Saturday, November 04, 2006

Umrao Jaan 

Umrao Jaan

What would induce a viewer today to watch another version of Umrao Jaan? Maybe if it were a grand period piece, a gripping romantic saga, the retelling of an old story with a contemporary perspective, an interesting biopic of an extraordinary character. Unfortunately, J.P. Dutta’s Umrao Jaan is none of the above.

Most of today’s audiences don’t know or care about Mirza Hadi Ruswa’s novel Umrao Jaan Ada. It may have been a classic in its time, but does it work for today’s audience? Does it make you wonder about the woman who inspired so many men (a book, four films and a couple of plays)? Not if Dutta’s version were to be believed. His Umrao is a beautiful but vapid woman, a victim of circumstances, but one who does nothing to rise above her misfortune. The life of Ruswa’s celebrated courtesan and poetess is not in the least inspiring, and if it is meant to be a tragedy about a woman who was crushed by fate, then it simply does not have the requisite emotional power.

Dutta’s Umrao Jaan is a tediously slow and surprisingly passion-less rendering of the story—beautiful to look at, but in an overblown cosmetic way. Every time Umrao (Aishwarya Rai) steps out to do a mujra, she wears exquisite costumes, but with make-up that could be scraped with a knife.

As an old woman, she tells her story to Ruswa, from the time she was kidnapped and sold to Khanum’s (Shabana Azmi) kotha in Lucknow. It was a time just before the 1857 Mutiny, but since Dutta seldom moves out of the glitzy kotha and haveli milieu, while Umrao’s romance with Nawab Sultan (Abhishek Bachchan) is on, there is no sense of the larger picture, no building up of tension.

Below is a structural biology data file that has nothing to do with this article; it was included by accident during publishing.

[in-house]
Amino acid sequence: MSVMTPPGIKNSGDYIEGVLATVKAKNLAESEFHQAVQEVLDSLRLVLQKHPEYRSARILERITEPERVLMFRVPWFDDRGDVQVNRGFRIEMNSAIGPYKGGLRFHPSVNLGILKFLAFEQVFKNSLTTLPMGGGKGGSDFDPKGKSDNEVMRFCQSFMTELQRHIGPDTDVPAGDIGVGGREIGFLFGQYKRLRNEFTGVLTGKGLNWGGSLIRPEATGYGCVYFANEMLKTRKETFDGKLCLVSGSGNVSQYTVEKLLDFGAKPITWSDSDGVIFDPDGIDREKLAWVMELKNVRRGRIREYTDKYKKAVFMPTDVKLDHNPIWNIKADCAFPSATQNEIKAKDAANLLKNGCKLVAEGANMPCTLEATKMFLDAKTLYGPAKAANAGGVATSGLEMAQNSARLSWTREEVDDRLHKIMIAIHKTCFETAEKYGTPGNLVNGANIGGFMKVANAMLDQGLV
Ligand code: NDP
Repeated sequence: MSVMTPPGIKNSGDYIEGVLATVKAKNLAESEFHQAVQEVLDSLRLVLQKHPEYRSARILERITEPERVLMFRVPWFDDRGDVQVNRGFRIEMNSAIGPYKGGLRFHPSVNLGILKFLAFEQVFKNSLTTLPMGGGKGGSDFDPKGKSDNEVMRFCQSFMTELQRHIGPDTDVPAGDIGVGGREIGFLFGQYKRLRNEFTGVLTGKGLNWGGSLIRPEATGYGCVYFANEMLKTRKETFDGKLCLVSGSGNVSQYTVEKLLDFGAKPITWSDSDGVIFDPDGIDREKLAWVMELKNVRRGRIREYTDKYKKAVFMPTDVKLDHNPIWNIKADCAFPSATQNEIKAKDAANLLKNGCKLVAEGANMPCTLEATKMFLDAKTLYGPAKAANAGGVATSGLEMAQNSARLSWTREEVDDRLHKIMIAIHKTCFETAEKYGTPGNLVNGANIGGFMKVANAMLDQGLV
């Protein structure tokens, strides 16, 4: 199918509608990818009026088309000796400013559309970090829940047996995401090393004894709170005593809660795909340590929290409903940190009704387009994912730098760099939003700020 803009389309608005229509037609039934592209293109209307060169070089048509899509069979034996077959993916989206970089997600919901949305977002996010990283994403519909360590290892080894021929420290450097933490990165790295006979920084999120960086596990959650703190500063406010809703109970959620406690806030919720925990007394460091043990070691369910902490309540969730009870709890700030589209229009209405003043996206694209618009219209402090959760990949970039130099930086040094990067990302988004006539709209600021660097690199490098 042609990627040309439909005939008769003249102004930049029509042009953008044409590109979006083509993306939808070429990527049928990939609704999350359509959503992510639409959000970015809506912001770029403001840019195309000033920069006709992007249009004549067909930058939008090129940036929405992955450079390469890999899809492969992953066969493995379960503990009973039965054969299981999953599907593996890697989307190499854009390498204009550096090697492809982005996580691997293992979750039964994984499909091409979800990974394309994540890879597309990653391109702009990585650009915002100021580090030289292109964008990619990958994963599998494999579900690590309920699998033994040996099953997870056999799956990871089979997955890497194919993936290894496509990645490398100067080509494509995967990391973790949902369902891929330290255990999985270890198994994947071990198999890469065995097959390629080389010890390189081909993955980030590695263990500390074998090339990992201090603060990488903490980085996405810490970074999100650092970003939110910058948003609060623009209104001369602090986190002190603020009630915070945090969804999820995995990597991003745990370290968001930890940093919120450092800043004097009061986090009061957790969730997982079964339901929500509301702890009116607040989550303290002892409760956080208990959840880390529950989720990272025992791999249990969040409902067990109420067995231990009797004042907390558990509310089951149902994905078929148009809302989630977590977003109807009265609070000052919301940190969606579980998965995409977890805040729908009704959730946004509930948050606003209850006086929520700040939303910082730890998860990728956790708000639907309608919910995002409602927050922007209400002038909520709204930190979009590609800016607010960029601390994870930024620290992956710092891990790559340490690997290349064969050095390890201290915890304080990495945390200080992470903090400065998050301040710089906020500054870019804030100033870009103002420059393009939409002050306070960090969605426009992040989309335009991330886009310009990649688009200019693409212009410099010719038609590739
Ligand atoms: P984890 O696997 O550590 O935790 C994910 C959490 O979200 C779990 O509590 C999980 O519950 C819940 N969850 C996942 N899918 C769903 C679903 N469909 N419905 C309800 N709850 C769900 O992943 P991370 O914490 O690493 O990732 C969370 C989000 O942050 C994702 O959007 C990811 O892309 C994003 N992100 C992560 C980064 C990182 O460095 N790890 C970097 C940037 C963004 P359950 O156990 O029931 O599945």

Umrao falls madly in love with the young aristocrat at one glance, and wants to spend her life with him. Despite the practical Khanum’s warnings, she rejects all other suitors, but the love story ends badly, due to the misunderstanding created by another admirer Faiz Ali (Suneil Shetty).

The Mutiny breaks out, Umrao gets a chance to go back to her old home, where she is treated with disdain by her mother and brother and mocked by the townsfolk. She returns to Lucknow, but the story goes no further. Khanum has already been seen left alone in her kotha to die within its walls, like a captain going down with a burning ship—in the film's most moving scene and one in which Shabana Azmi gets to show what she can do with a well-written scene. Aishwarya Rai gets that one moment too, the meeting with her mother—but mostly she just gets all decked up and simpers. Abhishek Bachchan and Suneil Shetty are passable, but not really comfortable in their period togs.

With stars and a good budget at his disposal, Dutta was not able to make a film that makes Ruswa’s charismatic Umrao Jaan Ada matter today. Muzaffar Ali had come quite close—and his film had timeless music. Anu Malik’s compositions will never get into the league of unforgettables.


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